Formosa 2 is a 376MW offshore wind power project located adjacent to Taiwan’s first commercial-scale offshore wind farm Formosa 1, which was commissioned in December 2019.
Stretching up to 9.5km off the coast of Miaoli County in north-west Taiwan, the Formosa 2 wind farm is expected to produce enough electricity to power 380,000 households a year and offset approximately 18.75 million tonnes (Mt) of carbon emissions in its lifetime.
The Formosa 2 offshore wind farm is being jointly developed by JERA (49%), Macquarie Capital (26%), and Swancor Renewable Energy (25%). Macquarie earlier had a 75% interest in the project of which JERA, a 50:50 joint venture between Tokyo Electric Power (TEPCO) and Chubu Electric, acquired 49% in October 2019.
Financial close on the £1.6bn ($2.05bn) project was reached in October 2019, while onshore construction works were started in November 2019.
Offshore works are expected to be started in 2020, while the wind farm is scheduled for commissioning in 2021.
Offshore wind power development in Taiwan
The Formosa 2 wind farm is being developed as part of Taiwan’s goal to develop 5.5GW of offshore wind power by 2025.
At the time of commissioning in 2021, Formosa 2 will be the biggest offshore wind farm in Taiwan.
Its capacity, however, is expected to be overtaken by the Greater Changhua offshore wind farm from which 900MW capacity is scheduled to go online 2022.
Formosa 2 offshore wind farm make up
The Formosa 2 offshore wind farm will comprise 47 units of SG 8.0-167 DD turbines from Siemens Gamesa Renewables Energy. The turbines will be installed on jacket foundations in 55m-deep waters.
With 167m-diametre rotor and 81.5m-long blades, each turbine will have a swept area of 21,900m2.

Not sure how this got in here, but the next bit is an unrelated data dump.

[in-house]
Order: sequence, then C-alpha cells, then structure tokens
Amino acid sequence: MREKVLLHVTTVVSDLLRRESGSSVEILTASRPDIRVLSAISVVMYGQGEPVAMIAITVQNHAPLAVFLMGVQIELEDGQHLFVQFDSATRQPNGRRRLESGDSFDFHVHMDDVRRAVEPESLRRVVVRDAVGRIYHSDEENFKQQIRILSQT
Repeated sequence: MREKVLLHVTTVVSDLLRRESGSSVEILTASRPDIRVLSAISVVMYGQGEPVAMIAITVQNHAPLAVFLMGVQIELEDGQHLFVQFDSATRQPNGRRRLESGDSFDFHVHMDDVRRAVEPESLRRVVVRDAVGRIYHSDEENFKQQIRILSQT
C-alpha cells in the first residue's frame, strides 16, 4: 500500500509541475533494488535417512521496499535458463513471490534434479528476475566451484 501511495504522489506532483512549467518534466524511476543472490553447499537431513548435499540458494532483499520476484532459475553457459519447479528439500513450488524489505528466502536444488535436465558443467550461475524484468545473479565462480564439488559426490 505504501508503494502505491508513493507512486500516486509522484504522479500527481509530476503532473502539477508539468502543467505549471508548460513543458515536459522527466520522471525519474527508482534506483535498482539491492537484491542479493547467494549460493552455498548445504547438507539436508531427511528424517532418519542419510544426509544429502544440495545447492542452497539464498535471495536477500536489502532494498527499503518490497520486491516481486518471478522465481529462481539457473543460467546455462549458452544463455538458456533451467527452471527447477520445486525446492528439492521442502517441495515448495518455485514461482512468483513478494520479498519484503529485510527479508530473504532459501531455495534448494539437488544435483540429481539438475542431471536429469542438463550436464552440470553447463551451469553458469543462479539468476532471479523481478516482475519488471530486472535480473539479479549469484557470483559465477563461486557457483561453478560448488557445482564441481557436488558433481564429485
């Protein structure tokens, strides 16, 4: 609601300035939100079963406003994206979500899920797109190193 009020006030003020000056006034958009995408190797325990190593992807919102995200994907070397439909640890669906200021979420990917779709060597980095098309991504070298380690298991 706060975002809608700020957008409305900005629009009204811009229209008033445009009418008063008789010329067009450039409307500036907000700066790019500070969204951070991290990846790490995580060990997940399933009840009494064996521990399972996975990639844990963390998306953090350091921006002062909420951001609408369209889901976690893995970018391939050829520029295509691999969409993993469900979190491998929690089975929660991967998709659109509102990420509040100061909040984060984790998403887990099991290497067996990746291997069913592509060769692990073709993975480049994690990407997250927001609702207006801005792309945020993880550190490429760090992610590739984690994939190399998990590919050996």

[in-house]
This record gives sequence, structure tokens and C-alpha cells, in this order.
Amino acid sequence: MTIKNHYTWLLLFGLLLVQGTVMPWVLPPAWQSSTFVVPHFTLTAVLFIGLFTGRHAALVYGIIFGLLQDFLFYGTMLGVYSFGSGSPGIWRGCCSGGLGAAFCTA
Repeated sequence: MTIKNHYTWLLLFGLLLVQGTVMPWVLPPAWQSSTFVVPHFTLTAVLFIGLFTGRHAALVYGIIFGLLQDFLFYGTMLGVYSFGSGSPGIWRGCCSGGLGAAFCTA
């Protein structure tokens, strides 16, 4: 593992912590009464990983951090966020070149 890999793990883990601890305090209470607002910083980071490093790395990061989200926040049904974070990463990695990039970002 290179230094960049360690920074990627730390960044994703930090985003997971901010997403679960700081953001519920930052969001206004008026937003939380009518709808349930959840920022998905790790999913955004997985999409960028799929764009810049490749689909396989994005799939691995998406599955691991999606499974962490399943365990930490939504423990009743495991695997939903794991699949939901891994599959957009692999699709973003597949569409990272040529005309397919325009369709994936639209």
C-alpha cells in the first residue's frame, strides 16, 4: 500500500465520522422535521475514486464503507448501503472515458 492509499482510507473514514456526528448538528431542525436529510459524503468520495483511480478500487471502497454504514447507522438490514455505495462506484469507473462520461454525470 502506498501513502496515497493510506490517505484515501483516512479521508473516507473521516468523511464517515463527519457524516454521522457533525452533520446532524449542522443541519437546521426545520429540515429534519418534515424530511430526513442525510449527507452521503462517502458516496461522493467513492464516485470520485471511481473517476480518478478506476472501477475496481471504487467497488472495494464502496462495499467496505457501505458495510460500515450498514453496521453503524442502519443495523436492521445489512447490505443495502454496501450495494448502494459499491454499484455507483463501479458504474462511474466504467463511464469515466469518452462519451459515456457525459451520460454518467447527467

Designed to operate at 690V voltage and 50Hz frequency, each pitch-regulated, direct-drive turbine will have a rated output of 8MW.
The electricity generated by the wind turbines will be evacuated into the grid through submarine cables connecting an onshore substation.
Contractors involved with the Formosa 2 offshore wind project
Belgium-based Jan De Nul Group was awarded the engineering, procurement, construction and installation (EPCI) contract for the foundations and subsea cables for the Formosa 2 offshore wind farm in June 2019.
Siemens Gamesa Renewable Energy (SGRE) received an order to supply 47 wind turbines for the wind farm in the same month. Siemens Gamesa will also be responsible to provide maintenance services for the wind turbines for a period of 20 years.
Seajacks International was subcontracted Siemens Gamesa for the transportation and installation of Formosa 2 wind turbines in July 2019.
Jan De Nul Group contracted South Korea-based LS Cable & System to supply 130km of submarine cables for the Formosa 2 project in July 2019.
Sembcorp Marine Offshore Platforms, a subsidiary Sembcorp Marine, was subcontracted by Jan De Nul to fabricate 15 jacket foundations for the Formosa 2 wind turbines in September 2019, while Italian engineering firm Saipem was subcontracted to construct foundation jackets for the remaining 32 wind turbines in November 2019.
Seaway 7, a subsidiary of Subsea 7, was subcontracted by Jan De Nul for the transportation and installation of jacket foundations for the Formosa 2 offshore wind farm in October 2019.
Fortune Electric, a power equipment manufacturer based in Taiwan, is responsible for the onshore infrastructure to connect the wind farm to the local electricity network.
Formosa 1 wind farm details
The 128MW Formosa 1 wind farm is located 2km offshore Miaoli County on the west coast of Taiwan. The project partners for Formosa 1 are Orsted (35%), JERA (32.5%), Macquarie (25%), and Swancor (7.5%).
The wind farm features a total of 22 turbines, including two SWT-4.0-120 turbines and 20 units of 6MW SWT-6.0-154 turbines supplied by Siemens.
The Formosa 1 project was developed in two phases. The first phase involving two 4MW turbines commenced operation in April 2017, while construction on phase two (120MW) was started in June 2018.
The 128MW wind farm started commercial operations in December 2019. It is capable of generating sufficient electricity for approximately 128,000 Taiwanese households.